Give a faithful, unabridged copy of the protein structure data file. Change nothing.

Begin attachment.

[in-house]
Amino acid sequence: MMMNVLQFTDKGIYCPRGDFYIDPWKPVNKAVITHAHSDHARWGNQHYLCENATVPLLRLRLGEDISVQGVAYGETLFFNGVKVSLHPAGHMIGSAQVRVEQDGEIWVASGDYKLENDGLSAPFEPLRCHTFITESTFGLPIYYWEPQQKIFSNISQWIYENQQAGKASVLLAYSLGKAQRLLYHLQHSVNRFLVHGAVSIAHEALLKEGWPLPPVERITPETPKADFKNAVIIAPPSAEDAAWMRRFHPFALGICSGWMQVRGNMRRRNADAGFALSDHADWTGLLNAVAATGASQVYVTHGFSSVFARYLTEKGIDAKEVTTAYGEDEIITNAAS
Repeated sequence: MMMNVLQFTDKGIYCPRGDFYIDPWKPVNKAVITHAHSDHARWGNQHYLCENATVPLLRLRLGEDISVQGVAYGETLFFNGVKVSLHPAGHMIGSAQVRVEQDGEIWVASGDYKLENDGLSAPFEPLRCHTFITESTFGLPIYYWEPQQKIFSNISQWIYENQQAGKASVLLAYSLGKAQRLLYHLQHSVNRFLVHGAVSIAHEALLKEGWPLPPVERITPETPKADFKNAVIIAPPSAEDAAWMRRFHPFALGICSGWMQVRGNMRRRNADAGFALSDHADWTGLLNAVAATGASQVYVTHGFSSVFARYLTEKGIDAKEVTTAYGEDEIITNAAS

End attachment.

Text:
[in-house]
Amino acid sequence: MMMNVLQFTDKGIYCPRGDFYIDPWKPVNKAVITHAHSDHARWGNQHYLCENATVPLLRLRLGEDISVQGVAYGETLFFNGVKVSLHPAGHMIGSAQVRVEQDGEIWVASGDYKLENDGLSAPFEPLRCHTFITESTFGLPIYYWEPQQKIFSNISQWIYENQQAGKASVLLAYSLGKAQRLLYHLQHSVNRFLVHGAVSIAHEALLKEGWPLPPVERITPETPKADFKNAVIIAPPSAEDAAWMRRFHPFALGICSGWMQVRGNMRRRNADAGFALSDHADWTGLLNAVAATGASQVYVTHGFSSVFARYLTEKGIDAKEVTTAYGEDEIITNAAS
Repeated sequence: MMMNVLQFTDKGIYCPRGDFYIDPWKPVNKAVITHAHSDHARWGNQHYLCENATVPLLRLRLGEDISVQGVAYGETLFFNGVKVSLHPAGHMIGSAQVRVEQDGEIWVASGDYKLENDGLSAPFEPLRCHTFITESTFGLPIYYWEPQQKIFSNISQWIYENQQAGKASVLLAYSLGKAQRLLYHLQHSVNRFLVHGAVSIAHEALLKEGWPLPPVERITPETPKADFKNAVIIAPPSAEDAAWMRRFHPFALGICSGWMQVRGNMRRRNADAGFALSDHADWTGLLNAVAATGASQVYVTHGFSSVFARYLTEKGIDAKEVTTAYGEDEIITNAAS